Open Ocean

Dalton Sweitzer, Luis Martinez, Chase Campbell

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Continental Shelf

A gentle sloping shallow area of the ocean floor that extends outward and forms the edge of the continent.

Neritic Zone

A zone of the ocean that extends from the low tide line out to the edge of the continental shelf.


A process used by plants and other organisms to convert light energy.


A deep steep sided canyon in the ocean floor.

Abyssal Plain

A smooth, nearly flat region of the deep ocean floor.


The total amount of dissolved salts in a water sample.

Sea Life

The open ocean is full of ocean life from plants and Phytoplankton to fish and sharks. It depends on what zone of the ocean you are in, the lower zone contains the weirdest and most awesome animals in my opinion *~*.
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Q. How does your aquatic ecosystem provide nutrients for organisms that live there?

A. There is usually nutrient pollution that gets into the open ocean.

Q. How do the living and non-living in your ecosystem react?

A. Living things like animals and plants interact with the non-living environment, includes soil, climate, and water to cause effects on each other that can be positive. Living things need water and sun. :/ Obviously.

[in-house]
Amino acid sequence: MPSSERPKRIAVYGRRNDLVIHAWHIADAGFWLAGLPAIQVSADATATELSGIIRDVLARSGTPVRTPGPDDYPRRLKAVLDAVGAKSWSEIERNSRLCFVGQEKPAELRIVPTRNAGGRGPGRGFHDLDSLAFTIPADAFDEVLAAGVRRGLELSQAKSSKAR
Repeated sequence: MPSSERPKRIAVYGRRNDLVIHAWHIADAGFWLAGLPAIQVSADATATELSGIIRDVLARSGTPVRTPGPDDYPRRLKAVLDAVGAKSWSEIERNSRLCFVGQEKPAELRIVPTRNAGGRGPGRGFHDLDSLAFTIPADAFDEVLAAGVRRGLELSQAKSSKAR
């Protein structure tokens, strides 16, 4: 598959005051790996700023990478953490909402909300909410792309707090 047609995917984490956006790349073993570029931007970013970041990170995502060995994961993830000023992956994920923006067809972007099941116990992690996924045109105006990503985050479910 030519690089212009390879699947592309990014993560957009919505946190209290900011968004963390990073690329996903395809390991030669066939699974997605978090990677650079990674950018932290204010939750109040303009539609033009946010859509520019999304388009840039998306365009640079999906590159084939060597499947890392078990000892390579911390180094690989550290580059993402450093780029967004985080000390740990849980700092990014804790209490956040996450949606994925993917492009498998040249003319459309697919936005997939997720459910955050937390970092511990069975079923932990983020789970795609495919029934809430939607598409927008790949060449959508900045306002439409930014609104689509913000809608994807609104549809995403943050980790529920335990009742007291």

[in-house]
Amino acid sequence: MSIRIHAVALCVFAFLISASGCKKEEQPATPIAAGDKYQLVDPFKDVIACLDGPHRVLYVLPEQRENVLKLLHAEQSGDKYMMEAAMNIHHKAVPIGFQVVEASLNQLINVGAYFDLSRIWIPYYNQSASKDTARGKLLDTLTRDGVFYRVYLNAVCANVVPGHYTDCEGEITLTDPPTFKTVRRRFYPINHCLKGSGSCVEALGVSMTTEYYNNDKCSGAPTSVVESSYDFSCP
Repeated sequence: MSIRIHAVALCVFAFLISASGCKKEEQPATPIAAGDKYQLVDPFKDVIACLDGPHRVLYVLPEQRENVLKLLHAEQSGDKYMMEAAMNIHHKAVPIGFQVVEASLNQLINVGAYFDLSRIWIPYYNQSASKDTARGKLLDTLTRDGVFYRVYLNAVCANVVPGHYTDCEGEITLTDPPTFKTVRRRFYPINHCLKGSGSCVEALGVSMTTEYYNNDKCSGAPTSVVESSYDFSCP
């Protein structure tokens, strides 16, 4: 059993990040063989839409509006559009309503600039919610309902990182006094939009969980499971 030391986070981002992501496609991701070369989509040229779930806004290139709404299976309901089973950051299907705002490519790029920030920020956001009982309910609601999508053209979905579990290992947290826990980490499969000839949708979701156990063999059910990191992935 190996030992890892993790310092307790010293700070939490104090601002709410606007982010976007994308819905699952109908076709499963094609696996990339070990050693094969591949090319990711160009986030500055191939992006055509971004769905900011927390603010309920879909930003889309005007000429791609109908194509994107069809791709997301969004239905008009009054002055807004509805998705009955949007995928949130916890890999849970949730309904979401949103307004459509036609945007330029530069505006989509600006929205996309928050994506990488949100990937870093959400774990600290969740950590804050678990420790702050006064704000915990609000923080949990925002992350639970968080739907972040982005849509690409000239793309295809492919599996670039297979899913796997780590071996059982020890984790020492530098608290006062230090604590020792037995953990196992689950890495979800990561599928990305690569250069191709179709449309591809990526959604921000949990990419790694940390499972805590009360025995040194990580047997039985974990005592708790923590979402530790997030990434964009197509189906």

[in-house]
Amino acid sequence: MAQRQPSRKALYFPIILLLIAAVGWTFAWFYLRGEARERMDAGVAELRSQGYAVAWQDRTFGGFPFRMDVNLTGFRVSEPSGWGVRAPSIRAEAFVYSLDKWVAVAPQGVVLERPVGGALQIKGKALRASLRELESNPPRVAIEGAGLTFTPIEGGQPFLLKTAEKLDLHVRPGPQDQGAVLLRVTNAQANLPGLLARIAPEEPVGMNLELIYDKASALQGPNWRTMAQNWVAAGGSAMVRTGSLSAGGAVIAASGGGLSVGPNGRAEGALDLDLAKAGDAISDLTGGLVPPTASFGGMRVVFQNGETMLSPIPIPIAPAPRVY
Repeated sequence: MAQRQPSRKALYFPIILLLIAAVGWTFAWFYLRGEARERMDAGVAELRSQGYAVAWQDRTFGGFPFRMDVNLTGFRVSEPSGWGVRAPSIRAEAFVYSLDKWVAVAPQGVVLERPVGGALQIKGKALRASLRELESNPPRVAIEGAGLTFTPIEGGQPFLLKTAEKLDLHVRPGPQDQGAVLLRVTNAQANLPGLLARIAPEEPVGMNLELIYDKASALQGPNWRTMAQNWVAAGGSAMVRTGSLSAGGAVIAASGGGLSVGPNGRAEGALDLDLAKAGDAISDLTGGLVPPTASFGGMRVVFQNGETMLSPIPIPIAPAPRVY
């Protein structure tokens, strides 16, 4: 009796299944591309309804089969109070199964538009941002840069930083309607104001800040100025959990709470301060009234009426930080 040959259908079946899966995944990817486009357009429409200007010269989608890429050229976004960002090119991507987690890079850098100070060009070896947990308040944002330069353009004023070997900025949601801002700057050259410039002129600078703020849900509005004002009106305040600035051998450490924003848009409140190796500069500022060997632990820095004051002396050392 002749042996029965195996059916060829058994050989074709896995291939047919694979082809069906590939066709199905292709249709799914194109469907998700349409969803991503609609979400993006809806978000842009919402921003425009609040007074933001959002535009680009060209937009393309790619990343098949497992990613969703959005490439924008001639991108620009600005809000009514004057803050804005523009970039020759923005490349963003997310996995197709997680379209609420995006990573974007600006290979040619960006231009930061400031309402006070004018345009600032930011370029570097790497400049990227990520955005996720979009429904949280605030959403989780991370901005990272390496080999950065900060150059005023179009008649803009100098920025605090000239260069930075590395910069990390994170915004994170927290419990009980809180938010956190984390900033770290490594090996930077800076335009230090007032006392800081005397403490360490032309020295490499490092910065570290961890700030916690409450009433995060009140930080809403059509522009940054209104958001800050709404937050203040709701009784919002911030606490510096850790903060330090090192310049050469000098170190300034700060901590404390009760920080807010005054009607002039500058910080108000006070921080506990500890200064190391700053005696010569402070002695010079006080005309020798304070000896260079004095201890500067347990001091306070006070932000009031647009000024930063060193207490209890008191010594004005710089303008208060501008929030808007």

Q. How does ocean pollution impact your ecosystem?

A. This will be answered in the video below.

The Effects of Water Pollution on Marine Life


There are 3 zones, and each zone has a different mix of species, pressures and temperatures. The surface zone (the open ocean) that extends from 0 meters to 200 meters. The surface zone contains the most sunlight and least pressure. The twilight zone extends from 200 meters to 1000 meters, and contains little to no sunlight. Lastly there is the deep ocean that has literally no sunlight and extremely high pressure. It extends from 1000 meters to 4000 meters.


-The Open Ocean contains the largest ecosystem on Earth.

-It's referred to as the marine desert because nutrients are lower here than in the shallow sea.